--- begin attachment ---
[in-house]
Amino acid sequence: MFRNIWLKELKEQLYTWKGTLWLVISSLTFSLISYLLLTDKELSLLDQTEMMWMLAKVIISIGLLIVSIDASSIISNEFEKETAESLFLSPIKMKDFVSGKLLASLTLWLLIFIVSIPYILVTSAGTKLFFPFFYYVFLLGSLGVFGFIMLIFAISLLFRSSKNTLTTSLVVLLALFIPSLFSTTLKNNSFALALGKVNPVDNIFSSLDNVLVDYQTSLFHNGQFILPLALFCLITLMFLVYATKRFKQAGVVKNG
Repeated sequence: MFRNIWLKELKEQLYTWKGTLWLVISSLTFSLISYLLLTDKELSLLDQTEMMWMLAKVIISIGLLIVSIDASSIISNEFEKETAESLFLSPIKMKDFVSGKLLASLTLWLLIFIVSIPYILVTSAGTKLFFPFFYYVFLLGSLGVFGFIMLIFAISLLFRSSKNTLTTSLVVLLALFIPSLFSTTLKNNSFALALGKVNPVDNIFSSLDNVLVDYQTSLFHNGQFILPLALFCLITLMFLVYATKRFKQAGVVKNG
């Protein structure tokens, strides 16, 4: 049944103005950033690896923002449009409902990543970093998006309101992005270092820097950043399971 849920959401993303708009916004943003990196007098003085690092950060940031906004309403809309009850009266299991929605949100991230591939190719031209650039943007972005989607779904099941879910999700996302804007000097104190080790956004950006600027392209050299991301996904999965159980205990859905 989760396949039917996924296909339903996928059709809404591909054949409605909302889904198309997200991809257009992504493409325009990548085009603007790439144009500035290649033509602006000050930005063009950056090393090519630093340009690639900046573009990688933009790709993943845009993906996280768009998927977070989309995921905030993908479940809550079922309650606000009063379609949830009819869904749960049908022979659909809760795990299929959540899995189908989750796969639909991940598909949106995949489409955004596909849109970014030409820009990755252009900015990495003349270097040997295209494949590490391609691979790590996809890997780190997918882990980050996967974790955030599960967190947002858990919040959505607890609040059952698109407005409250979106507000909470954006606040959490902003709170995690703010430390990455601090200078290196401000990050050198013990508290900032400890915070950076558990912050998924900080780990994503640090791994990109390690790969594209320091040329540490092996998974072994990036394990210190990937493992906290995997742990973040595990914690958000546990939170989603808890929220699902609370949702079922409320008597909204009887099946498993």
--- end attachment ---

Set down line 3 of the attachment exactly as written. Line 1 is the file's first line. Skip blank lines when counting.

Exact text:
Repeated sequence: MFRNIWLKELKEQLYTWKGTLWLVISSLTFSLISYLLLTDKELSLLDQTEMMWMLAKVIISIGLLIVSIDASSIISNEFEKETAESLFLSPIKMKDFVSGKLLASLTLWLLIFIVSIPYILVTSAGTKLFFPFFYYVFLLGSLGVFGFIMLIFAISLLFRSSKNTLTTSLVVLLALFIPSLFSTTLKNNSFALALGKVNPVDNIFSSLDNVLVDYQTSLFHNGQFILPLALFCLITLMFLVYATKRFKQAGVVKNG